VOC - Half Stuiver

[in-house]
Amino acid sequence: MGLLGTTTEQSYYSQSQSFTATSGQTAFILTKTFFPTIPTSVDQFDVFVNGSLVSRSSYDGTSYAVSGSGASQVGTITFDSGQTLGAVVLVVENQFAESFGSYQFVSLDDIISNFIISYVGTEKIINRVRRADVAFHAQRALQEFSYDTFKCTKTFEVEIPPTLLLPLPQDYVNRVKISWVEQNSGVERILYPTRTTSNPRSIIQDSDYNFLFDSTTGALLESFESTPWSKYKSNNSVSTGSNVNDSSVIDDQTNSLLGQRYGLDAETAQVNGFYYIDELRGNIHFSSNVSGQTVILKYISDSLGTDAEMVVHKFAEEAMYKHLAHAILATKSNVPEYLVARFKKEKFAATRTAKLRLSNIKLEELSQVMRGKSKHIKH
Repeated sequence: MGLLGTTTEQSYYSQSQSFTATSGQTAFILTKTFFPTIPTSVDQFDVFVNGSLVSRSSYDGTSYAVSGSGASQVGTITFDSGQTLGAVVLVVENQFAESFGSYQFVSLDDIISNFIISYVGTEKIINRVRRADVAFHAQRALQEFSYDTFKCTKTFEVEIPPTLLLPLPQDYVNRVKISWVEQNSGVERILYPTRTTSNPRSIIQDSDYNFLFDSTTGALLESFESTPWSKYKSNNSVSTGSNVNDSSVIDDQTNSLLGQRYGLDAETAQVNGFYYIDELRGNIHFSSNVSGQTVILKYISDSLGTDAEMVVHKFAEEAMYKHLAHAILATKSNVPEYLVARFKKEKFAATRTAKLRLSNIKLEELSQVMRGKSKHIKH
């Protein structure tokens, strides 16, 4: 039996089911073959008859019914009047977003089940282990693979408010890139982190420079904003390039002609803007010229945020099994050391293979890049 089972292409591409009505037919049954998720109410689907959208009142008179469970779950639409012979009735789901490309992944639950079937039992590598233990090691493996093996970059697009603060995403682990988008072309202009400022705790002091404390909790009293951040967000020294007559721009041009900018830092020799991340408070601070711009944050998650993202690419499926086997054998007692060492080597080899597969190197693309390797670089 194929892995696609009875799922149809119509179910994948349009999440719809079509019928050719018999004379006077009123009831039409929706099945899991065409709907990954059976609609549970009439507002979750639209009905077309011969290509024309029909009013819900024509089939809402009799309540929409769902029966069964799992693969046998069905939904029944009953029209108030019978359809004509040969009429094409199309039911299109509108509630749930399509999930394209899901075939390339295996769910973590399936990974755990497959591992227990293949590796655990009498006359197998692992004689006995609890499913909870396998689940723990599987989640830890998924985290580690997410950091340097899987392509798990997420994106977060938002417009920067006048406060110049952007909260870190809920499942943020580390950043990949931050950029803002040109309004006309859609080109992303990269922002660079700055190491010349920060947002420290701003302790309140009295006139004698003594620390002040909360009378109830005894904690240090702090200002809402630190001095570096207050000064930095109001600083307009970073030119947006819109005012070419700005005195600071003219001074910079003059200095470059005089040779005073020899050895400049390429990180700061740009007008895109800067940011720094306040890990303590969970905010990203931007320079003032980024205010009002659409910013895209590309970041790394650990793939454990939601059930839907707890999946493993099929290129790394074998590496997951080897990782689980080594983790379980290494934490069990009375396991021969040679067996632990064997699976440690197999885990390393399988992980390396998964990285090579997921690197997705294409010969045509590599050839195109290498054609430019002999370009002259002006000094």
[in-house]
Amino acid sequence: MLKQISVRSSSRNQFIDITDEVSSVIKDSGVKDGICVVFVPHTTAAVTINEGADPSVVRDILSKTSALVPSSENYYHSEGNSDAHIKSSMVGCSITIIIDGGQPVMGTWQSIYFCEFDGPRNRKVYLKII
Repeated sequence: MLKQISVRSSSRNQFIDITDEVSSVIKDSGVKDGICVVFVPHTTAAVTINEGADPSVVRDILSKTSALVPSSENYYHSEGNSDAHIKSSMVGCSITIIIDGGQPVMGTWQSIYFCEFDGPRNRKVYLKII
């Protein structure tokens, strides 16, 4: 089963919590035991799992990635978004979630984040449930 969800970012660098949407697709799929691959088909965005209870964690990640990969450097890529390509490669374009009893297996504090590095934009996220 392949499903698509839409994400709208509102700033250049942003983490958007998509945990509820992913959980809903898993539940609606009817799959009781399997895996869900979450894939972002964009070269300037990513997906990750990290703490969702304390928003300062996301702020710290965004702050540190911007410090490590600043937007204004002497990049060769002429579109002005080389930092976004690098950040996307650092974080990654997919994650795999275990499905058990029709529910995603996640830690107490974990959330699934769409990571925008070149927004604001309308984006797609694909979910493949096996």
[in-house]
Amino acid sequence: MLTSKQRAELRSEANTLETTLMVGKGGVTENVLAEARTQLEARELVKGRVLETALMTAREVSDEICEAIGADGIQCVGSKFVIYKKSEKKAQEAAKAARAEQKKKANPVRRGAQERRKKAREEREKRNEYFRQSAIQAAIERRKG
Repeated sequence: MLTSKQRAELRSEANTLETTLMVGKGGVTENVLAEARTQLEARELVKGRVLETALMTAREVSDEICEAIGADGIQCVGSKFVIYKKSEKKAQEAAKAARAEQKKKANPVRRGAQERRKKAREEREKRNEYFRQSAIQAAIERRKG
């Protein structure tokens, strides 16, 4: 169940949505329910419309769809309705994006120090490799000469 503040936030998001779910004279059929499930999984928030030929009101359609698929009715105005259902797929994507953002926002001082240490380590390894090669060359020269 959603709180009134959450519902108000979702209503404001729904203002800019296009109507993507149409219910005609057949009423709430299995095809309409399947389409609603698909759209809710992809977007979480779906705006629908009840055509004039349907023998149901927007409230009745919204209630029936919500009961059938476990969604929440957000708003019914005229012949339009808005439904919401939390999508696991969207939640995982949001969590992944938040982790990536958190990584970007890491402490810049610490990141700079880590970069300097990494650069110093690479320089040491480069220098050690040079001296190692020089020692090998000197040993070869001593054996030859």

From: Kavan Ratnatunga To: Jan Lingen Sent: Monday, July 09, 2001 6:50 PM Dear Jan, Your Batavia 1/4 Stiver is near the 3.86 grams listed in Shcholten. Your Batavia 1/2 stuiver 1644 at two different coins weight a) 6.29 g. b) 6.52 g, are underweight. I too have two underweight 1/2 stivers at 6.04 6.59 grams which I discuss in http://coins.lakdiva.org/dutch/1644_batavia_hst.html and I suspect are 1675 reproductions from Nagapatnam with a mean issue weight of 6.866 grams. Any comment on the weight issue of these 1644's Best regards Kavan From "Jan Lingen Mon Jul 9 17:31:38 2001 To: "Kavan Ratnatunga" Subject: Re: Ceylon coins Dear Kavan, I am sorry to say, but I disagree with your opinion that the lighter weight 1/2 stuivers of 1644 were produced at Negapatnam. The coin actually struck at Negapatnam in 1675 is a variety of the wreath type stivers. They differ from the Colombo issue, as well as from the Jaffna issue. I have two specimen of the Negapatnam issue and will send you a scan in due course. I have once worked it out and the weights coincide with the records as well. Moreover the coins of Negapatnam were all struck, the 1644 issue is cast. I have done quite some (research)work on the Dutch period in India and Ceylon, but failed -due to time- to put it on paper as yet. All 1644 1/2 and 1/4 stuivers must have been produced at Batavia. Due to the casting process quite some weight differences occur. Best Wishes, Jan. From Jan Lingen Thu Jul 12 16:12:38 2001 To: "Kavan Ratnatunga" Dear Kavan, The date of the Colombo wreath type issue I base on the placard of 14/23 February 1674. (Sri Lanka National Archives 1/2438 nr.87) Partial Dutch text: "SOO IS 'T dat wij, daerin willende voorsien ende zulcx in tijts weeren, ten dienste van d'edele Compagnie ende 't welvaren harer onderdanen hooghnoodigh geacht hebben bij desen expresselijck te ordoneren, dat van nu voortaen over het gansche eylant sestigh Cormandelse cassen off duyten in een halve larijn off thien in een Colombosen geslagen stuyver coers nemen en oock soodanigh door een yder ontvangen ende uytgegeven zullen werden. Verclarende bij desen van nu off alle buytenlantse heele en halve stuyvers biljoen ende niet ontfanckelijck, die aan d'eene zijde met Moorse caracters en aen d'ander sijde aldus gemerct staat: VOC/X; VOC/V; VOC/VIII; VOC/PAL IIII." In short this placard gives the instruction that from 1674 onwards 60 Coromandel kas or doits were to be equal to a half larin, or that 10 kas would be equal to one Colombo Stuiver. All foreign coins of one stuiver and of a half stuiver with the Moorish symbols and marked with VOC/X; VOC/V; VOC/VIII; VOC/PAL IIII were declared billion and not current any more on the island. Holland, at that time, was in war with France and England, (Third English War 1672-1674) therefore hardly any (silver)coins could be supplied from the Netherlands to the East. A similar situation as in the 1780's when de Dutch were again at war with Britain. It must be clear from the placard that prior to 1674 already Colombo stuivers were struck. These coins must be of the wreath type. The VI and II stuiver were only struck at Colombo. The Colombo stuivers (type as Scholten #1290c) can be differentiated from those of struck at Jaffna (type as Scholten #1290k) by the type of wreath. All small denominations (1/2, & 1/8 stuiver) were only struck at Jaffna. I have arguments that Scholten #1290e was the type of stuiver struck at Negapatnam. The VI stuiver was equal to a 1/2 larin. The value of the larin fluctuated slightly but around 1674 it was equal to12 stuiver and decreased to approximately 10 stuivers by the end of the 17th century. About 1785 the value of the larin was 9 stuivers, which is the reason for the odd value of the half larin of 4 3/4 stuiver. The Third English War ended in Febr. 1674 with the Westminster Peace Treaty. The war with France lasted up to 1678. As the VI stuiver must be regarded as an emergency coinage, to foresee in the shortage of silver money, it must be a short-lived issue struck in the 70's of the 17th century and it perfectly coincides with the value of the larin at that time. At that time (1674) it was equal to a half larin and a similar kind of coin issued over a century later. That issue was also struck as an emergency coin during the 4th. Anglo-Dutch War (1780-1784). Therefore a date of 1712 can't be correct. Approximately 1674 is closer to it. I hope you may agree with my explanation. Best Wishes, Jan. Date: Thu, 12 Jul 2001 23:36:28 +0200 From Jan Lingen To: "Kavan Ratnatunga" Hello Kavan, I do have a copy of Codrington (one can't without), but it is very difficult reading with all the subsequent appendixes and supplements. I may have read it a dozen times by now. The Dutch text I sent you with my former mail is not in Codrington. Codrington regrets that a Ceylonese Placard Book has not come forward as yet (p.110 sub9.) From the index Codrington wrote something about the placard of 1674 (p.111). But in 1991 Mr. Lodewijk Hovy published the "Ceylonees Plakkaatboek" in two volumes as a dissertation. (ISBN 90-6550-341-2) This is really a wealth of information and of course many placards deal with currency issues. Re.: Tammekasjes. This name was current on Ceylon and also on the Coromandel Coast of India and used for coin denominations of a 1/2 stuiver. The name has been derived from the Singhalese tamba-kasi and Tamil tampakkasu. Both meaning, "copper coin". The name was first applied to the cast 1/2 stuivers of Batavia 1644. But I have also come across expressions like: tammekasjes of a dub or dabu ("daboesen" in Dutch). So tammekas became general applied to any copper coin, which was also the translation in the local language. The strongest argument for me, that the 1644 1/2 stuivers weren't issued from Negapatnam, is that on the Coromandel Coast they didn't understand the art of casting coins. I haven't come across any references that copper coins were cast there. At the island of Ceylon we know that bazarucco's were cast. All the 1644 Batavia issues were cast and in my opinion were all produced at Batavia. The Dutch in substantial quantities imported those coins including also Chinese cash coins on the Island. I hope this will be convincing enough. Best Wishes, Jan. From Jan Lingen Sun Jul 15 01:20:28 2001 To: email@example.com Subject: Tammekas 1644 Dear Kavan, The questions you have raised about the 1644 ½ and ¼ stuivers is rather complex. It is only by Codrington (pag. 111 13) that a suggestion is given that the tammekasjes of 1644 found on the Island seem to be lighter than the legal weight. Does this indicate that elsewhere stuivers are found of a heavier weight? Further on page 132 Codrington mentions "The unit of weight seems to be the lood, equal to 237.3 grains Troy (15.38 g.), cf. The Batavian half and quarter stuiver of 1644". The coins referred to are the wreath type stuivers. Codrington seems to be convinced that the ½ stuivers of Batavia 1644 were "struck" at Negapatnam in 1675 (pag. 139 36) He refers to Thurnberg, Voyages 1770-1779, but by that time (1775) the so-called challies or VOC-doits were current. They were introduced at Negapatnam by placard of 12 August 1749. Codrington must have been mistaken by about a century or so. Those challies or doits do have something in common with the 1644 issue as far the VOC monogram is concerned. Perhaps this might have created the confusion. You suggest that some of the light weight ½ stuivers which are found on the island must be of this (Negapatnam) or some other local mint. In 1662 the Dutch received minting rights at Negapatnam and produced pagodas, fanams and kas coins. The caul was renewed in 1674. The type of kas struck at that time are those with the mark of the VOC with N above and Tamil inscription on the reverse. Most issues are single kas coins, but also 2, 4, 10 and 15 kas coins are known. Despite your arguments I am not at all convinced that any of the ½ stuivers 1644 were cast at Negapatnam. The placard of 1674 speaks of Cormandel kas coins of which 10 were equal to the Colombo stuiver (this is the wreath type stuiver). Copper coins in general were called tammekasjes. As I wrote you earlier I have come across references were is mentioned a tammekasje of a dabu (= stuiver). The 5 and 10 kas coins of Pulicat were by placard of 14/23 February 1674 demonetised on the Island and the Company officials on the Island thought it better to get their money from their own "comptoir" (administrative territory). Hereunder I provide some information regarding the 1644 issue which is based, as far as possible, on the most original sources. First the instructions for the minting (casting) of the 1644 issue. ( Ref.: Netscher and J.A. van der Chijs, Coins of the Dutch-East Indies, Batavia 1864) As much of the currency seemed to disappear from circulation either by export or by melting it was decided by the Authorities at Batavia to issue as quick as possible copper ½ and ¼ stuivers in sufficient quantity which would meet the demand for coinage in Batavia, Banda, Malacca and Ceylon and which should not disappear from circulation. By placard of 19 Augustus 1644 the Chinaman Conjock, by exclusion of others, was instructed to produce a quantity of copper coinage with the weight of half and a quarter "lood Hollandsch" with respectively the value of a half and a quarter stuiver and with the impression of the Coat of Arms of Batavia and the mark of the Company. In the contract with the Chinese it was stipulated that from the Companies warehouse good quality "Ongers"? (Hongarian?), Swedish or Japanese copper would be provided against 35 reals a pikol of 120 pound. Furthermore from each pikol 4000 half and 7000 quarter stuivers needed to be produced. Conjock was allowed to appropriate the balance of the material for labour, expenses and "laccage"(?). The production lasted until 1645. As no sufficient coins were produced, new problems occurred already in 1658 in the money circulation. As seen above in the instructions to Conjock, two kind of weights are given: Half and a quarter "lood" for the weight and that 4000 half + 7000 quarter stuivers were to be produced from each pikol. I have tried to make some calculations. A contemporary Dutch (Amsterdam) pound = 32 lood; 494.0942/32 = 15.44 g.= 1 lood A half lood therefore is 7.72 g and a quarter 3.86 g. These are also the legal weights as given by Scholten. The other calculation says that 3750 stuivers were to be produced from one pikol of 120 pound. 120 * 494.0942/3750 = 15.81 g./stuiver. Half is 7.9055 g. and quarter 3.95275 g. However from this weight Conjock had to reduce his cost for labour and other expenses. The difference between the two weight calculations is 0.37 g./stuiver or 2.4%. From other sources we know that the minting cost, viz. at Negapatnam, was 2.75%. So 2.4% is slightly low. In case of 2.75% the weight of one stuiver would be 15.37 g. (1/2) 7,68 g. (1/4)3,84 g. The instruction was given because other coins disappeared from circulation and therefore one could say the "lighter" they were, the better. Moreover the casting technique prevented an accurate weight control. Conjock had to pay 35 reals a pikol and had to produce a fixed number of coins from this. The balance minus cost was his earning. This is also a reason to produce underweight coins. Initially the instruction was to produce 4000 half and 7000 quarter stuivers from each pikol. As the ¼ stuiver is much scarcer than the ½ stuiver, they might have changed the out-put in the course of the minting production. Initially the weight might have been rather near to the standard, as high weight examples for the ½ stuiver do exist as well. The production of the ¼ stuivers might have been given up soon, because it would yield, with the same or more cost, half as much as the ½ stuivers. It is quite imaginable that the production of the ¼ stuiver less economical. An other aspect is that copper on the island of Ceylon was much dearer as on the coast and at Batavia. I have no prove for it, but it is also possible that particular far the outlaying stations the weight was slightly reduced to cover the cost of shipping as well. The rate for certain coins differed from place to place so was the Japanese golden Cobang valued at 9 ½ Rijksdaalders at Batavia and 10 Rijksdaalders at Colombo. What are the weights so far mentioned in various references?: Legal weight (1/2) 7.72 g. (1/4) 3.86 g. Codrington pag. 139 (1/2) 7.68 g.(118.6 grains) (1/4) 3.84 g.(59.3 grains) Lakdiva collection (1/2) 6.04 g. 6.59 g. Lingen collection (1/2) 6.29 g. 6.52 g. (1/4) 3.96 g. Bucknill: #71 (1/2) 6.01 g. 8.22 g.; #72 (1/4) 4.34 g. (example from the Grogan coll.) Grogan: #619 (1/2) 7.23, #620 (1/2) 8.22, #621 (1/2) 4.75(?); #623 (1/4) 4.34 g. Saran Singh: Sch.#18 (1/2) 6.05 g. Sch.#19 (1/4) 3.86 g. Colombo Museum (1914): #183 (1/2) 8.42 g.(130 Gr) #184 (1/4) 4.86 g. (75 Gr) T.M. De Silva Abeywardene (1952): #107i (1/4) 4.86 g. (75 Gr) (probably the example of the Colombo Museum). I don't know whether all weights can be trusted upon, as you see for instance in Codrington on page 139 36 already two errors. Twice the date is given as 1664 instead of 1644. If you are able to get some more details of the weight of these coins as well as their origin, this might be welcome. So far I see no indication that those which originate from Ceylon differ much in weight. And the sentence on page 139 36 by Codrington must be obvious wrong and has probably created some confusion with you and perhaps others too. I rather keep my self to the conclusions of Scholten on page 152 of his book. Best Wishes, Jan.